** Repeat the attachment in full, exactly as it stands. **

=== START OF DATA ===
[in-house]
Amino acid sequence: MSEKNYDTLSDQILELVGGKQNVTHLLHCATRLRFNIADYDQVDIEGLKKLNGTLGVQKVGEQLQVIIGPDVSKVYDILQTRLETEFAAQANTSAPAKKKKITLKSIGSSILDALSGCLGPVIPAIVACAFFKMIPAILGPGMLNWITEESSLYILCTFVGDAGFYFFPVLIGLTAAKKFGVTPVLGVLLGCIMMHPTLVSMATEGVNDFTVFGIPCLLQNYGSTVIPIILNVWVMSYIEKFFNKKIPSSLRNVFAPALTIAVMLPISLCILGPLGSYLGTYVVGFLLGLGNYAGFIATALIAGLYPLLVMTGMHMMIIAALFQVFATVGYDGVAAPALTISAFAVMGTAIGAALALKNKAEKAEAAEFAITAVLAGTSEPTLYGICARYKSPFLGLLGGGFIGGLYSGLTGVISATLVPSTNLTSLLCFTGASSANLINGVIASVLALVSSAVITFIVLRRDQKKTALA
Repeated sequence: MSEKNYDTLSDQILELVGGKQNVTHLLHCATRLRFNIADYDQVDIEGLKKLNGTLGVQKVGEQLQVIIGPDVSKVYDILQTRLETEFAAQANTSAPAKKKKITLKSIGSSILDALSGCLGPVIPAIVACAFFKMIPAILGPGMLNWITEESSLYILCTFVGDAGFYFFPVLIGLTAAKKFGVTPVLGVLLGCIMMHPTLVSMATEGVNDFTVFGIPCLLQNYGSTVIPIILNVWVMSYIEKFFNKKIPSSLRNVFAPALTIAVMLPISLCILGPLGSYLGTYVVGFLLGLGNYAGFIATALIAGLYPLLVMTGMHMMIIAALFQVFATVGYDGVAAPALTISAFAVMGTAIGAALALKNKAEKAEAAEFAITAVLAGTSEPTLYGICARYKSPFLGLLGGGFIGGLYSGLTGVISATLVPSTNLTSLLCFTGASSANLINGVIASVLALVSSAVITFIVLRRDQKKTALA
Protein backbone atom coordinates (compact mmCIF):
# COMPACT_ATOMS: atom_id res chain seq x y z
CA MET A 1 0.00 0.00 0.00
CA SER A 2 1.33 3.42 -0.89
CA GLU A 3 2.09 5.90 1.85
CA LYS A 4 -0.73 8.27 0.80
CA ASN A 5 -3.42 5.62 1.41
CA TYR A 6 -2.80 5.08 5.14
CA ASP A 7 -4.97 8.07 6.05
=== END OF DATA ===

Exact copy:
[in-house]
Amino acid sequence: MSEKNYDTLSDQILELVGGKQNVTHLLHCATRLRFNIADYDQVDIEGLKKLNGTLGVQKVGEQLQVIIGPDVSKVYDILQTRLETEFAAQANTSAPAKKKKITLKSIGSSILDALSGCLGPVIPAIVACAFFKMIPAILGPGMLNWITEESSLYILCTFVGDAGFYFFPVLIGLTAAKKFGVTPVLGVLLGCIMMHPTLVSMATEGVNDFTVFGIPCLLQNYGSTVIPIILNVWVMSYIEKFFNKKIPSSLRNVFAPALTIAVMLPISLCILGPLGSYLGTYVVGFLLGLGNYAGFIATALIAGLYPLLVMTGMHMMIIAALFQVFATVGYDGVAAPALTISAFAVMGTAIGAALALKNKAEKAEAAEFAITAVLAGTSEPTLYGICARYKSPFLGLLGGGFIGGLYSGLTGVISATLVPSTNLTSLLCFTGASSANLINGVIASVLALVSSAVITFIVLRRDQKKTALA
Repeated sequence: MSEKNYDTLSDQILELVGGKQNVTHLLHCATRLRFNIADYDQVDIEGLKKLNGTLGVQKVGEQLQVIIGPDVSKVYDILQTRLETEFAAQANTSAPAKKKKITLKSIGSSILDALSGCLGPVIPAIVACAFFKMIPAILGPGMLNWITEESSLYILCTFVGDAGFYFFPVLIGLTAAKKFGVTPVLGVLLGCIMMHPTLVSMATEGVNDFTVFGIPCLLQNYGSTVIPIILNVWVMSYIEKFFNKKIPSSLRNVFAPALTIAVMLPISLCILGPLGSYLGTYVVGFLLGLGNYAGFIATALIAGLYPLLVMTGMHMMIIAALFQVFATVGYDGVAAPALTISAFAVMGTAIGAALALKNKAEKAEAAEFAITAVLAGTSEPTLYGICARYKSPFLGLLGGGFIGGLYSGLTGVISATLVPSTNLTSLLCFTGASSANLINGVIASVLALVSSAVITFIVLRRDQKKTALA
Protein backbone atom coordinates (compact mmCIF):
# COMPACT_ATOMS: atom_id res chain seq x y z
CA MET A 1 0.00 0.00 0.00
CA SER A 2 1.33 3.42 -0.89
CA GLU A 3 2.09 5.90 1.85
CA LYS A 4 -0.73 8.27 0.80
CA ASN A 5 -3.42 5.62 1.41
CA TYR A 6 -2.80 5.08 5.14
CA ASP A 7 -4.97 8.07 6.05